PUBLIC-OPINION polls, which everyone in Washington is watching closely these days, say that Americans are disgusted over the budget gridlock in Washington and blame politicians of both parties.
With all due respect, if voters want to find someone to blame for the mess, they might start by looking in the mirror. Who, after all, keeps sending to Washington presidents of one party and legislatures of the other?
This is the fifth shutdown of the federal government since 1980. In that time, voters have elected a conservative Republican president (Ronald Reagan) and a liberal Democratic Congress; a less-conservative Republican president (George Bush) and a liberal Democratic Congress; and a Democrat (Bill Clinton) of some stripe - few observers are yet sure which - and a conservative Republican Congress. If that isn't a recipe for repeated government gridlock, what is?
The Founding Fathers, who didn't foresee political parties, created a complicated system of checks and balances that is supposed to make it difficult to effect radical change without a broad consensus. The Republican budget agenda is certainly radical. But broad consensus is hard to get when the executive and legislative branches are controlled by politicians of such different political philosophies. Voters complaining that nothing ever gets done in Washington should think more deeply in the future about the effects of their ticket-splitting.
What we've got here, as the man said, is a failure to communicate.
President Clinton for months now has been going out of his way not to talk to the congressional Republican leadership. Things have been so bad that Senator Dole recently joked that he and Speaker Gingrich would have to wear name tags at a White House meeting so the president would know who they were. It seems that during the 25 hours the men spent together on Air Force One, traveling to and from the funeral of Israeli Prime Minister Yitzhak Rabin, Clinton could have found time for a substantive meeting.
The president has apparently decided he's not going to approve any plan to keep the government open that ties his hands in future budget battles. Fair enough: He has the right to wield the veto and if the Republicans can't override it, he wins. (At press time, it appeared he was preparing to reopen offices that handle Medicare, Social Security, and veterans' benefits and claims.)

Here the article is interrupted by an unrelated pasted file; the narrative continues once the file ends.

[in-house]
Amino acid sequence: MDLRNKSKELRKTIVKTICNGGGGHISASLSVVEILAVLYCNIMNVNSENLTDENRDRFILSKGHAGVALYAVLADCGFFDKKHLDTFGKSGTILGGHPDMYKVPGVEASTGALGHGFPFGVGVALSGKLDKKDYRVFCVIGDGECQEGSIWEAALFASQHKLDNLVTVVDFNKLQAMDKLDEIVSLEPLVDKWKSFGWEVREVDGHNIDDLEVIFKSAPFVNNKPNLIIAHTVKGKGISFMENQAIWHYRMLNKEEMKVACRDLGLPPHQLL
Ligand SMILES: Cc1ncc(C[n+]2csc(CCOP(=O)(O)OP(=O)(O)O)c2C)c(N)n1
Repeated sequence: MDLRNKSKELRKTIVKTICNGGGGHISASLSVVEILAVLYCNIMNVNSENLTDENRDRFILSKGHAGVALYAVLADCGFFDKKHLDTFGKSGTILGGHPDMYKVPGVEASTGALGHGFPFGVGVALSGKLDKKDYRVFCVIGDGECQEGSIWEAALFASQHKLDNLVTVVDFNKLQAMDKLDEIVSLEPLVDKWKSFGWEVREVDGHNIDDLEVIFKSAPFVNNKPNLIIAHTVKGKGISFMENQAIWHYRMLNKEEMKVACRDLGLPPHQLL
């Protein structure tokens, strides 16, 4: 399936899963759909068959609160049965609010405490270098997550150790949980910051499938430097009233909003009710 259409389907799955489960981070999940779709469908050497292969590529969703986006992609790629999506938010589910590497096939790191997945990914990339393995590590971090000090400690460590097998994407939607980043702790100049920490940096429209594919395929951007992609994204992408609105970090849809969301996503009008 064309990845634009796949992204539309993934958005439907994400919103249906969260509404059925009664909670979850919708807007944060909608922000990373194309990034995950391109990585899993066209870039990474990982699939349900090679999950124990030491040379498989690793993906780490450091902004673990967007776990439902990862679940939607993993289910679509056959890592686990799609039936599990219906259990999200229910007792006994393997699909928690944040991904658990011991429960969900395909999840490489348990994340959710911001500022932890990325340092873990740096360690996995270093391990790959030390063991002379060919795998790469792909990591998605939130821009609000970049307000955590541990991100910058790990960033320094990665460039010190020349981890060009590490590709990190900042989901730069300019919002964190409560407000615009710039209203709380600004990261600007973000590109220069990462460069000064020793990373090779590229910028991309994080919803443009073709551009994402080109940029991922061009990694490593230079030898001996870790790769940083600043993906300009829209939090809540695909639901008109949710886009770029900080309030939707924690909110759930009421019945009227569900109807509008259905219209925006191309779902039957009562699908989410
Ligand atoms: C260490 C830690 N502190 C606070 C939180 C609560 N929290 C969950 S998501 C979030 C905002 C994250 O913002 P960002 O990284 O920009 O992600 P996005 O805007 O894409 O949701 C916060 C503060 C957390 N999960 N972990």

But the president's refusal even to commit to balancing the budget in seven years is astounding. It is beginning to look as though he does not intend to balance it at all. In his speeches over the last three years, he has mentioned figures of anywhere from seven years to 10. But he has never submitted a detailed proposal for doing so, and the figures the White House is using to argue that the budget can be balanced without the drastic cuts the Republicans propose are vague at best. (Congress's figures present problems, too.) Some argue that seven years is an arbitrary figure, but is 10 years any less so?
The president's latest tack, to imply that you can balance the budget without cutting entitlements, is disingenuous at best and demagogic at worst. The growth of entitlement spending - on welfare, Medicare, Medicaid, and yes, Social Security - is going to eat up the entire budget over the next two decades if it isn't stopped. It's easy to run around promising every interest group no cuts, but it's not very responsible.
That's not to let Gingrich and the 73 House GOP freshmen off the hook. They are all engaged in a contest to see who can compromise the least. It's a cliche, but politics is the art of compromise. If you're not going to bend a little in a country as large and diverse as the United States, you're not going to get much done. As long as the Republicans can't override the president's veto, they're going to have to take his concerns into account. Like it or not, that's the way the system is supposed to work.
The Republicans have played right into the Democrats' class-warfare campaign by trying to do too much too soon. The important thing is to balance the budget. Major tax cuts can come later - once it is demonstrated that the country can afford them. Attempting to gut popular environmental legislation, passing questionable anti-abortion bills, eliminating needed training and education programs, and cutting projected Medicare spending more than necessary have nothing to do with balancing the budget, and the public knows it.
We've said here before that compromise on most of the budget bills will have to be along the lines of more-moderate Senate versions of budget legislation. It's time the president and House Republicans accepted that and got on with it.
Both sides may think they can drag this out for the next several months. They will pay a heavy electoral price for doing so. In the meantime, voters should pay close attention to each party's position. And if they re-elect both this president and this Congress, all we'll be able to say is: Stop complaining.